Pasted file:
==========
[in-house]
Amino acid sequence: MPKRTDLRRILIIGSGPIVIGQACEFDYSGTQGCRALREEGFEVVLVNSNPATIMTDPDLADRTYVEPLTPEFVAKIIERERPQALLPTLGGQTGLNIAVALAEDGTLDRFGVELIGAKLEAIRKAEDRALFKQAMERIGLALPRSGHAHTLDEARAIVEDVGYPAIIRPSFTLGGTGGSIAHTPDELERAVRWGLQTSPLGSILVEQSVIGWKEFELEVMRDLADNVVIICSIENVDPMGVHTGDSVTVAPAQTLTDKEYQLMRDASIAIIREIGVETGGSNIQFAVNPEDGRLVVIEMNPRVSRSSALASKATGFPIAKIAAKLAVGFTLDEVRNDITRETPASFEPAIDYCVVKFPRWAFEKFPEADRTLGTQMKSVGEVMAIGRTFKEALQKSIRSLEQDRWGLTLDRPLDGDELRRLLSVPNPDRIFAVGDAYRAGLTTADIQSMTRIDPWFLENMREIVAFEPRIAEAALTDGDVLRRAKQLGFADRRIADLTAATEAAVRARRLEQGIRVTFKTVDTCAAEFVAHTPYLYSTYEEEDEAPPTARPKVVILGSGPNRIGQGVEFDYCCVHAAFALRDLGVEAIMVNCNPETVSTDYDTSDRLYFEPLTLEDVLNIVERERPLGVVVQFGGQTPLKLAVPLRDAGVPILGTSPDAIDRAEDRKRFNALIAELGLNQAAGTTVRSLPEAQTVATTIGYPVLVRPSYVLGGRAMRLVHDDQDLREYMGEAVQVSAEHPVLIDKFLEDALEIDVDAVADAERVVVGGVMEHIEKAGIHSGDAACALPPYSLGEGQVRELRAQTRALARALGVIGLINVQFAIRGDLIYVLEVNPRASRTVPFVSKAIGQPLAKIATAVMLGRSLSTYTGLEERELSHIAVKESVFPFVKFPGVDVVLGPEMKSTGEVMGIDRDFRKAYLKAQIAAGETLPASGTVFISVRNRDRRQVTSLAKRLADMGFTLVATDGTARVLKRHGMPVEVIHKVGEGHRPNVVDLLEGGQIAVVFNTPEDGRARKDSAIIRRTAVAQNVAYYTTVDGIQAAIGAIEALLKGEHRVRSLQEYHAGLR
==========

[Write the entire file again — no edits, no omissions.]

[in-house]
Amino acid sequence: MPKRTDLRRILIIGSGPIVIGQACEFDYSGTQGCRALREEGFEVVLVNSNPATIMTDPDLADRTYVEPLTPEFVAKIIERERPQALLPTLGGQTGLNIAVALAEDGTLDRFGVELIGAKLEAIRKAEDRALFKQAMERIGLALPRSGHAHTLDEARAIVEDVGYPAIIRPSFTLGGTGGSIAHTPDELERAVRWGLQTSPLGSILVEQSVIGWKEFELEVMRDLADNVVIICSIENVDPMGVHTGDSVTVAPAQTLTDKEYQLMRDASIAIIREIGVETGGSNIQFAVNPEDGRLVVIEMNPRVSRSSALASKATGFPIAKIAAKLAVGFTLDEVRNDITRETPASFEPAIDYCVVKFPRWAFEKFPEADRTLGTQMKSVGEVMAIGRTFKEALQKSIRSLEQDRWGLTLDRPLDGDELRRLLSVPNPDRIFAVGDAYRAGLTTADIQSMTRIDPWFLENMREIVAFEPRIAEAALTDGDVLRRAKQLGFADRRIADLTAATEAAVRARRLEQGIRVTFKTVDTCAAEFVAHTPYLYSTYEEEDEAPPTARPKVVILGSGPNRIGQGVEFDYCCVHAAFALRDLGVEAIMVNCNPETVSTDYDTSDRLYFEPLTLEDVLNIVERERPLGVVVQFGGQTPLKLAVPLRDAGVPILGTSPDAIDRAEDRKRFNALIAELGLNQAAGTTVRSLPEAQTVATTIGYPVLVRPSYVLGGRAMRLVHDDQDLREYMGEAVQVSAEHPVLIDKFLEDALEIDVDAVADAERVVVGGVMEHIEKAGIHSGDAACALPPYSLGEGQVRELRAQTRALARALGVIGLINVQFAIRGDLIYVLEVNPRASRTVPFVSKAIGQPLAKIATAVMLGRSLSTYTGLEERELSHIAVKESVFPFVKFPGVDVVLGPEMKSTGEVMGIDRDFRKAYLKAQIAAGETLPASGTVFISVRNRDRRQVTSLAKRLADMGFTLVATDGTARVLKRHGMPVEVIHKVGEGHRPNVVDLLEGGQIAVVFNTPEDGRARKDSAIIRRTAVAQNVAYYTTVDGIQAAIGAIEALLKGEHRVRSLQEYHAGLR